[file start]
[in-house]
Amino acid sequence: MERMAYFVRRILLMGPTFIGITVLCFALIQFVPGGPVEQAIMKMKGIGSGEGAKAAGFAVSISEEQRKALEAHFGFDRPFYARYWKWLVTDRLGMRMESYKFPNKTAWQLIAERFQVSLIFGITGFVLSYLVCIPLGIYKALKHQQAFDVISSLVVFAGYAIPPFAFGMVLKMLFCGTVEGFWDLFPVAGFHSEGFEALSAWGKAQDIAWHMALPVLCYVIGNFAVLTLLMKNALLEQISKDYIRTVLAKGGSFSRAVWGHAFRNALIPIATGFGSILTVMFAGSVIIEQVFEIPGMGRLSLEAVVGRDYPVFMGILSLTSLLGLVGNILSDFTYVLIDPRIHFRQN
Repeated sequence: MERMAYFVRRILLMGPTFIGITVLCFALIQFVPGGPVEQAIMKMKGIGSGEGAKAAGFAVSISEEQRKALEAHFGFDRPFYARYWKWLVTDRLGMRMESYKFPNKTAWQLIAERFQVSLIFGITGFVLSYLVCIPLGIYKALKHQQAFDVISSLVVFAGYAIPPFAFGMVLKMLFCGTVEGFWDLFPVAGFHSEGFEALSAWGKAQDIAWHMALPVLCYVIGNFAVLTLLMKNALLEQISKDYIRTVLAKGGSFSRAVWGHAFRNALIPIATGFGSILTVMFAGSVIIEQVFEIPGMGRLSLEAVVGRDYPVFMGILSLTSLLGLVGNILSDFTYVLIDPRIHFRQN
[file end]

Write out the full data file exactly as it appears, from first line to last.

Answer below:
[in-house]
Amino acid sequence: MERMAYFVRRILLMGPTFIGITVLCFALIQFVPGGPVEQAIMKMKGIGSGEGAKAAGFAVSISEEQRKALEAHFGFDRPFYARYWKWLVTDRLGMRMESYKFPNKTAWQLIAERFQVSLIFGITGFVLSYLVCIPLGIYKALKHQQAFDVISSLVVFAGYAIPPFAFGMVLKMLFCGTVEGFWDLFPVAGFHSEGFEALSAWGKAQDIAWHMALPVLCYVIGNFAVLTLLMKNALLEQISKDYIRTVLAKGGSFSRAVWGHAFRNALIPIATGFGSILTVMFAGSVIIEQVFEIPGMGRLSLEAVVGRDYPVFMGILSLTSLLGLVGNILSDFTYVLIDPRIHFRQN
Repeated sequence: MERMAYFVRRILLMGPTFIGITVLCFALIQFVPGGPVEQAIMKMKGIGSGEGAKAAGFAVSISEEQRKALEAHFGFDRPFYARYWKWLVTDRLGMRMESYKFPNKTAWQLIAERFQVSLIFGITGFVLSYLVCIPLGIYKALKHQQAFDVISSLVVFAGYAIPPFAFGMVLKMLFCGTVEGFWDLFPVAGFHSEGFEALSAWGKAQDIAWHMALPVLCYVIGNFAVLTLLMKNALLEQISKDYIRTVLAKGGSFSRAVWGHAFRNALIPIATGFGSILTVMFAGSVIIEQVFEIPGMGRLSLEAVVGRDYPVFMGILSLTSLLGLVGNILSDFTYVLIDPRIHFRQN